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  1. Hunts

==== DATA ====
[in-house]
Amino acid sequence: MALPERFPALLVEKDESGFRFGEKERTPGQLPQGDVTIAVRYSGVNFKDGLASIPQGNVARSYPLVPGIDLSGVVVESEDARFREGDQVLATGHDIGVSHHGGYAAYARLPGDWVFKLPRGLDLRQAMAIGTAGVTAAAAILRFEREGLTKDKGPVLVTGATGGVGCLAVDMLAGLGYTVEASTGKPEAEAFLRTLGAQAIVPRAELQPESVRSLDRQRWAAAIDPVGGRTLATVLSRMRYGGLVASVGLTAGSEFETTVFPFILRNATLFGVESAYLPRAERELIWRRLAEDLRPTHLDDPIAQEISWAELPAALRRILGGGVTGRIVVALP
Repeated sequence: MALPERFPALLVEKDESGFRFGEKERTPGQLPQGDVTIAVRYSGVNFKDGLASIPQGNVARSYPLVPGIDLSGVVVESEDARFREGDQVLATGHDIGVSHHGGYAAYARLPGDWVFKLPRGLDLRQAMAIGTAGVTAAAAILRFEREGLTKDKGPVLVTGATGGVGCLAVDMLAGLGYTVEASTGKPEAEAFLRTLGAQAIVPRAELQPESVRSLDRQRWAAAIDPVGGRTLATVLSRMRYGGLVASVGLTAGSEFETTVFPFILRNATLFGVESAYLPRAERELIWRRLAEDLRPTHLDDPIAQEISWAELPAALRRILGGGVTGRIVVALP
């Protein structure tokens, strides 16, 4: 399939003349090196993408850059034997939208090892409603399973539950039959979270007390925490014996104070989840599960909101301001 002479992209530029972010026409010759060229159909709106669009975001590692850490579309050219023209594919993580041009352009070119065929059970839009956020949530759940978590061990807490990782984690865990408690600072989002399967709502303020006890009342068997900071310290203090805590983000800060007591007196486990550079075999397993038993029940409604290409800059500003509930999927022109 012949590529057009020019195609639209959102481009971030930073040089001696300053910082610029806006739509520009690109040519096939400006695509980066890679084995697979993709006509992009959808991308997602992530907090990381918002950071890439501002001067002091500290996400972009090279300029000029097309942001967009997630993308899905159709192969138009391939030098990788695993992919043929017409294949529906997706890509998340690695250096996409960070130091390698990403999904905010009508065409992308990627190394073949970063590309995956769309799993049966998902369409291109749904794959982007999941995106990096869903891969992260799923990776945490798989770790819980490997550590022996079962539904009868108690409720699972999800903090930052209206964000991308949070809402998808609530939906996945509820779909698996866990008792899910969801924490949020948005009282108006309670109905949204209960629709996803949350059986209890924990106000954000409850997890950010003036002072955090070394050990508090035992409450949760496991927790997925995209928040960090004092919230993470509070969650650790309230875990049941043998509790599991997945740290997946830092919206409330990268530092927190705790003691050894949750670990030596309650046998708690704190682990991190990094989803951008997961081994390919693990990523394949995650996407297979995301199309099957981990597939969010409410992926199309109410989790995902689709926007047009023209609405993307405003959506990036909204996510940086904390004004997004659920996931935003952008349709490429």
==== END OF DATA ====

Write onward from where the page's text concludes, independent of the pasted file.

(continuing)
Our Australian Escapade